Retirement Savings 101 for the Self-Employed
Six out of ten self-employed individuals are not making regular contributions to their retirement savings, according to a 2015 survey conducted by TD Ameritrade. What is interesting is that self-employed individuals have perhaps more retirement options than any other type of worker.
If you are self-employed, there are many options that may allow a tax savings opportunity, as well as a vehicle to reach your retirement savings goal. In many cases, you are allowed to make contributions to your plan under two “hats,” both as an owner/employer and as an employee.
Traditional and Roth IRAs are the most basic types of retirement savings accounts to which a self-employed person can annually contribute. Any individual can open these types of accounts, and they are easy and inexpensive to start. However, IRAs can be limiting, as they only allow annual contributions up to the lesser of $5,500 (for 2016) or earned income (with an additional $1,000 for individuals age 50 or older). Traditional IRA contributions may also be fully deductible to a self-employed person, regardless of income limits, if neither spouse is covered by a retirement plan.
A SEP IRA is a type of retirement savings account that also allows a self-employed person the flexibility to contribute to their retirement savings. As an owner/employer, you can contribute up to 25% of your compensation (up to $53,000 in 2016) to your SEP IRA, and you are not required to contribute every year. If you have employees, you may also be required to make contributions on their behalf in any year you contribute to the plan. A SEP IRA allows the self-employed individual the discretion of contributing less in a year when their business did not perform as well. As a small business owner, this may be appealing because SEP IRAs are easy and inexpensive to set up, and contributions are tax deductible against business income.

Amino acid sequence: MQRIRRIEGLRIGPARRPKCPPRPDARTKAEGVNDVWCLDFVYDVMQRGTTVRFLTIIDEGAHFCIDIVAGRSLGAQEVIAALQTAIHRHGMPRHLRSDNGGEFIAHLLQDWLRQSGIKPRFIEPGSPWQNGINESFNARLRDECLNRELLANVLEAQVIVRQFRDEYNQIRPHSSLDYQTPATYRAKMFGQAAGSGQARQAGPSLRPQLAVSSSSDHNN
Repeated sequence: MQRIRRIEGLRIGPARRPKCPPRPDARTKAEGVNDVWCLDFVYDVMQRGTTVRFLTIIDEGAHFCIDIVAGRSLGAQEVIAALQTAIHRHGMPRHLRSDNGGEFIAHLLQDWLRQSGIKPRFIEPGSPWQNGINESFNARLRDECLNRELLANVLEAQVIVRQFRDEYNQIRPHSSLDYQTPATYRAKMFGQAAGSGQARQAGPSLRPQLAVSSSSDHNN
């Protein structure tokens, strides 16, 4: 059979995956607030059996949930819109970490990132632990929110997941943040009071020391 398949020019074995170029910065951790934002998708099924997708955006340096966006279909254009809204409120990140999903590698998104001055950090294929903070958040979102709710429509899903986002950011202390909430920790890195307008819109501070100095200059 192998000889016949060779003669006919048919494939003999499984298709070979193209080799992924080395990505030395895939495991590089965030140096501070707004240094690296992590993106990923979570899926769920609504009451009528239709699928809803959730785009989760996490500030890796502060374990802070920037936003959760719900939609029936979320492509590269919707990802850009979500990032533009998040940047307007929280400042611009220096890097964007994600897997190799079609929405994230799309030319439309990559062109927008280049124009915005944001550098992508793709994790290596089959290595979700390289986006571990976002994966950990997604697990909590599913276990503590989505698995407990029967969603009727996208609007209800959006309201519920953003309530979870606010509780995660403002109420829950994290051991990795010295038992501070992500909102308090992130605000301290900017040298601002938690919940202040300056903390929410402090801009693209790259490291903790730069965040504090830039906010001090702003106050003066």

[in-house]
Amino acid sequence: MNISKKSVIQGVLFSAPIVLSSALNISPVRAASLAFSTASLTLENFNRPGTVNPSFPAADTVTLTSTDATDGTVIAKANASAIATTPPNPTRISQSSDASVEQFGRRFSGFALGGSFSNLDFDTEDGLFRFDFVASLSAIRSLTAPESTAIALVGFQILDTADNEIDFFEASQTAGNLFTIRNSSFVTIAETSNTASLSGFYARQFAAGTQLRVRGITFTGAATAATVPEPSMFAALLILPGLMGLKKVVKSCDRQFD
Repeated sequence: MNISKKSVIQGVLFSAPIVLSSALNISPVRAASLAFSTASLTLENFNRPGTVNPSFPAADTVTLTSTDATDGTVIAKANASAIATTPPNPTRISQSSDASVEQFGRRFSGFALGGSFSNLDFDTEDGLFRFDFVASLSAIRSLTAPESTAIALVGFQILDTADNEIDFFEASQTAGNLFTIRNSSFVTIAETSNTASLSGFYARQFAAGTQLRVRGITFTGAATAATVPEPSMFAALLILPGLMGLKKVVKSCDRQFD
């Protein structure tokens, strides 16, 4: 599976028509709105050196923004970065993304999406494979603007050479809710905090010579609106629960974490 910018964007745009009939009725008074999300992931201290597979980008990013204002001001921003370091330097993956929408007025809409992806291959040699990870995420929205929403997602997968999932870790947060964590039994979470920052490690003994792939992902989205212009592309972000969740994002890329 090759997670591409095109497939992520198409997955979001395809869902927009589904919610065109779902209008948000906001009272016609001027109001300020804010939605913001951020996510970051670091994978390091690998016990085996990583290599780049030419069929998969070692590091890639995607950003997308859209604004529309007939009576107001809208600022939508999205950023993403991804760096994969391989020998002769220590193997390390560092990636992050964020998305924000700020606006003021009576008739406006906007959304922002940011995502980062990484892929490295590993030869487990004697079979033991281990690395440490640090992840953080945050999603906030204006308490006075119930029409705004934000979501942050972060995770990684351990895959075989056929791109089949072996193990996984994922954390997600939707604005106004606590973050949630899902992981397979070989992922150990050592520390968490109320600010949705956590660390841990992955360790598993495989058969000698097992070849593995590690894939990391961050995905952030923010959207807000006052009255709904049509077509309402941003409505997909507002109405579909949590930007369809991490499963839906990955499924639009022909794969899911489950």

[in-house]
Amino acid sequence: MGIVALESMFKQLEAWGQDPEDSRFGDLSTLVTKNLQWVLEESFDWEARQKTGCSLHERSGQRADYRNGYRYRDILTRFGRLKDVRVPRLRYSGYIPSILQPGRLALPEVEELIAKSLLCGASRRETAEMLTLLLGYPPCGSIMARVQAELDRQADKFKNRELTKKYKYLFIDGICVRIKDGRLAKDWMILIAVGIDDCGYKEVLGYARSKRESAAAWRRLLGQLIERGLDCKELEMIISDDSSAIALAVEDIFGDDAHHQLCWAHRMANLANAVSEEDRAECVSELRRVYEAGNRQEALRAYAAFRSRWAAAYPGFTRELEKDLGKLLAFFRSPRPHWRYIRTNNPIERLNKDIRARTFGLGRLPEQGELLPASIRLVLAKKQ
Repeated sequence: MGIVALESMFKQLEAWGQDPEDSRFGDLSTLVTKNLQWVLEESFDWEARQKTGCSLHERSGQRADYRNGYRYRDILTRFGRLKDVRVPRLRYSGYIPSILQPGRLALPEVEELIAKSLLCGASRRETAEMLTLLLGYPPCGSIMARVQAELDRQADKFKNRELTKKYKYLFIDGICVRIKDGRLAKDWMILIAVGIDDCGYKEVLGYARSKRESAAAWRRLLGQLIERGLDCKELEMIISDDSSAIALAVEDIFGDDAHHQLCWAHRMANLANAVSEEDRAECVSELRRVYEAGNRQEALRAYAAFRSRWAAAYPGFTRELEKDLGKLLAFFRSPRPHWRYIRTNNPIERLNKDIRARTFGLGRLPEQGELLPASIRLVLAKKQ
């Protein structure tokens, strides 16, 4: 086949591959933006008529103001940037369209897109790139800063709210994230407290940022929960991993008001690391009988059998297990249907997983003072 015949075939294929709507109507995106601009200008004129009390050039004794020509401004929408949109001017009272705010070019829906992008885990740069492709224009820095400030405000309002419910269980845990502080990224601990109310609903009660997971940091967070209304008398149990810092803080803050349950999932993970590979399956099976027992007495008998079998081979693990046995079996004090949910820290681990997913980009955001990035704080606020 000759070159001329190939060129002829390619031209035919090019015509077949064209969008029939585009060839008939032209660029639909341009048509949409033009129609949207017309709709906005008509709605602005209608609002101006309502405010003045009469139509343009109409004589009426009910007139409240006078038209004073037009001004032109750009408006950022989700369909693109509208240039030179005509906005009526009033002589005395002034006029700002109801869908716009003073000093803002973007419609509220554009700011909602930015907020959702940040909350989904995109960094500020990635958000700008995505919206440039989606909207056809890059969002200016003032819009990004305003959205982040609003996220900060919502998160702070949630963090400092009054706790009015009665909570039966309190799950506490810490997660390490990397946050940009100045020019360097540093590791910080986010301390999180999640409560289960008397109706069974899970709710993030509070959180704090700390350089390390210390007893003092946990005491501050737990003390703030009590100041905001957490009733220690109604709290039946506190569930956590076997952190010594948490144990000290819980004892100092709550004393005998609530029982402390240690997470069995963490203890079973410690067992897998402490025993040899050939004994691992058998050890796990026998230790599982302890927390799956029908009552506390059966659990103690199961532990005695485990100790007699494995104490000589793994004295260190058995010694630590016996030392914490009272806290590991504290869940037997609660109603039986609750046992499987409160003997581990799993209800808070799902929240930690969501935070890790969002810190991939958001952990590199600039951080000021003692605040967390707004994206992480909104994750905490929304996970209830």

A SIMPLE IRA is a type of retirement savings account that requires the employer to make a contribution each year for participants (a match of up to 3%, or a flat 2% of pay). If you are a self-employed person, this means you are able to contribute to your SIMPLE IRA as an employee (up to $12,500 in 2016, with an additional $3,000 for individuals age 50 and older) as well as match the contribution as an employer/owner. This type of account is appealing to business owners who would like to maximize their contributions as both an employer and as an employee. Contributions are also tax deductible. Limitations on SIMPLE IRAs include having fewer than 100 employees and not having any other retirement plan offered besides the SIMPLE IRA.
Solo 401(k)s can be an excellent choice for a sole proprietor without employees, who is seeking a retirement savings plan. Solo 401(k) plans operate similarly to an employer sponsored 401(k), as participants can make contributions from income up to $18,000 annually in 2016 (an additional $6,000 for those age 50 and older). Depending on the plan, this contribution may be designated as pre-tax (deductible) or after-tax (Roth). On the owner/employer level, the sole proprietor can also contribute an additional 25% of their compensation. These contributions are tax deductible from business income. Note that the employee and owner/employer contributions together may not exceed $53,000 in 2016. This type of account is best for the self-employed person who has the desire and ability to shelter a larger sum for retirement.
These are just some of the many retirement savings options available to self-employed individuals. Keep in mind that each plan has specific participation, set-up, and reporting requirements that must be met. With more options than a typical employer sponsored 401(k), self-employed individuals should take the time to explore all their options and talk with their financial advisor to determine what works best for their financial goals and business plan. After choosing the right plan, making regular contributions will help your retirement savings grow.
This has been provided for informational purposes only and should not be construed as financial, investment or tax advice. Please consult your financial professionals regarding your specific situation